Ashwini Gangal

"Quite frankly, I feel the simplicity of being an agency is lost": Vineet Bajpai

Vineet Bajpai, 39, former Group CEO, TBWA India, and present day chairman, Magnon Group, has written his debut fiction novel 'Harappa - Curse of the Blood River', a blend of history, mythology, religion and crime. It took him two years to write it.

"Quite frankly, I feel the simplicity of being an agency is lost": Vineet Bajpai

This is Bajpai's third book; existing (non-fiction) titles include Build From Scratch, The Street to the Highway and The 30 Something CEO.

Bajpai set up Magnon, a digital agency, in 2000; it was acquired by TBWA after 12 years, giving birth to MagnonTBWA.

Magnon, we learn, has pulled in clients on the back of Bajpai's books: "...simply because they read my business books and wanted to do business with the author..."

Edited Excerpts

You've written three business and management related books. What prompted the desire to veer towards fiction?

Creatively exploiting the rich history, mythology and heritage of India has been a missed opportunity. Whether it's film-making, gaming, tourism or literature, we have not leveraged even one per cent of the content available to us. Harappa is an effort in that direction.

When we read books written by brilliant western authors like Dan Brown (The Da Vinci Code, Angels and Demons), we love them. The way a contemporary thriller is written around the Knights Templar or the Holy Grail is absolutely mind-blowing. But it compels me to think about the content that can be created around the mystical past of India.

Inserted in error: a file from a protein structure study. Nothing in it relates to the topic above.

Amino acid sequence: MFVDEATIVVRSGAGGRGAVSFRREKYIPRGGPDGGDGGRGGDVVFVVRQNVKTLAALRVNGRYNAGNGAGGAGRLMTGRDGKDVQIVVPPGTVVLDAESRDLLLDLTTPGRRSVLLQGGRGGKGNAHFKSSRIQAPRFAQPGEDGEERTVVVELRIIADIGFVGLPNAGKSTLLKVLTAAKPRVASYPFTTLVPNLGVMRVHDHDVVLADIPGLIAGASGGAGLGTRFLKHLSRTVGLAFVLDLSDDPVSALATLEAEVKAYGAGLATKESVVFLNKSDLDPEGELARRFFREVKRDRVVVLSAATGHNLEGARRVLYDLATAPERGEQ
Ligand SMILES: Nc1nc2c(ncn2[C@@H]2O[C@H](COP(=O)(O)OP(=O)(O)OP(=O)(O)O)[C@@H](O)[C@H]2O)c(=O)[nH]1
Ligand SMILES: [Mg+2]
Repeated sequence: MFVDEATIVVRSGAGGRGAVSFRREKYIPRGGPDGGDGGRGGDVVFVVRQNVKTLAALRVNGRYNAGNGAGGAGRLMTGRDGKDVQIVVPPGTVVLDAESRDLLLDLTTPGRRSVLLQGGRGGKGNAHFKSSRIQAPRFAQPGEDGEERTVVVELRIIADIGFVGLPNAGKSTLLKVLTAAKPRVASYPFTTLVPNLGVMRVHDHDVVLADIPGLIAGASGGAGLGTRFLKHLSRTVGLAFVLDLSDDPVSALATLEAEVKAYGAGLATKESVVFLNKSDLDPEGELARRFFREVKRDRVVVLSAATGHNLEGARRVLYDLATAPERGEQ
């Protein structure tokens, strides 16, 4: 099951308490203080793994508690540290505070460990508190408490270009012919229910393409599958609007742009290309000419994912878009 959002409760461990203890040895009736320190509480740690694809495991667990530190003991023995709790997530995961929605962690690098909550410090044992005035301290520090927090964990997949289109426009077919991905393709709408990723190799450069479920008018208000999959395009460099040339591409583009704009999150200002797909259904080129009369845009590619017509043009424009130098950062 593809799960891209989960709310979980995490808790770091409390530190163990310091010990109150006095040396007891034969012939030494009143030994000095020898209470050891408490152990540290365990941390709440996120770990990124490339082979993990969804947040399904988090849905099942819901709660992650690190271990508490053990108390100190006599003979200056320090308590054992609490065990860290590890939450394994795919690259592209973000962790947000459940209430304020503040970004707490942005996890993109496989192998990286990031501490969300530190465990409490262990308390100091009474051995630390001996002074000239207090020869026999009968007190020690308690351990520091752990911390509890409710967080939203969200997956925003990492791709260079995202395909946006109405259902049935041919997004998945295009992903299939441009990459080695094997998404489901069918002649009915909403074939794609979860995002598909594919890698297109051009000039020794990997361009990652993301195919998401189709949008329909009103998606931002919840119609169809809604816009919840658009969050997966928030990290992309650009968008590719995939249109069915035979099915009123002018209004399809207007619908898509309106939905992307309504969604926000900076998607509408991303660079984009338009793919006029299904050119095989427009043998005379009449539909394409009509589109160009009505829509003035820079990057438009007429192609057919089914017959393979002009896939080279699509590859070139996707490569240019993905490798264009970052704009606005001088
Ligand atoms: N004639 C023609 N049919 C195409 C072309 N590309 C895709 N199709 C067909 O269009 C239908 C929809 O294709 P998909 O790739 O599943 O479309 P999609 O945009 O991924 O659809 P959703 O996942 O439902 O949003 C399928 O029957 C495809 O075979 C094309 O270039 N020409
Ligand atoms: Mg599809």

A book like (Brown's) Inferno takes you on a mysterious trip based on the western classic Dante's Inferno or The Divine Comedy. But why hasn't a book ever taken us on a fantasy ride through, say, the great warrior-saint Parashuram's battle with Sahastrabahu Arjun, the Kshatriya king with a thousand arms? Why hasn't a book explored the dark and terrifying narratives of the Garuda Puraana?

The work that is being done (around our heritage) can hardly be called fiction. Authors are writing about established and revered characters like Shiva or Rama or Sita or Karna, and are simply reinterpreting -or even misinterpreting!- well-known figures. But the characters in Harappa are all sculpted afresh.

You were 22 when you quit GE India to set up Magnon, an agency you continue to run today. What, to your mind, has been the biggest change in the agency business since then?

Quite frankly, I feel the simplicity of being an agency is lost. When we started as a small but effective digital agency many years ago, we did not work in a complicated environment of resources Vs cost Vs competition Vs build or buy Vs vendor Vs delivery Vs procurement... we worked with clients as close strategic advisors and partners. Clients did not treat us as 'vendors'. We were their sounding-boards, their beer-buddies and their 3:00 am friends.

But now digital has brought in harsh measurability. And with measurability comes contempt, perhaps? Suddenly the world of 'gut creativity' and subtle consumer behaviour (analysis) has given way to cold analytics and proof-of-deliverables. While that might be good in a flat ROI sense, it threatens to take the creative 'purist' away from the business of advertising.

And has the 'the client' changed too?

The client has changed in both positive and negative ways. The positive aspects are her sharp eye on every dollar spent and the bang-for-the-buck approach.

The speed at which bright brand managers, marketing heads and CMOs are absorbing the nuances of tech-based advertising and its empirical nature is dazzling. But, on the other hand, debate with your advertising agency on the merits of advertising expertise is drastically counter-productive.

Marketing has to be different from advertising - both are specialist zones. The day you feel one of them can outperform the other... that will take away the soul from the client-agency partnership.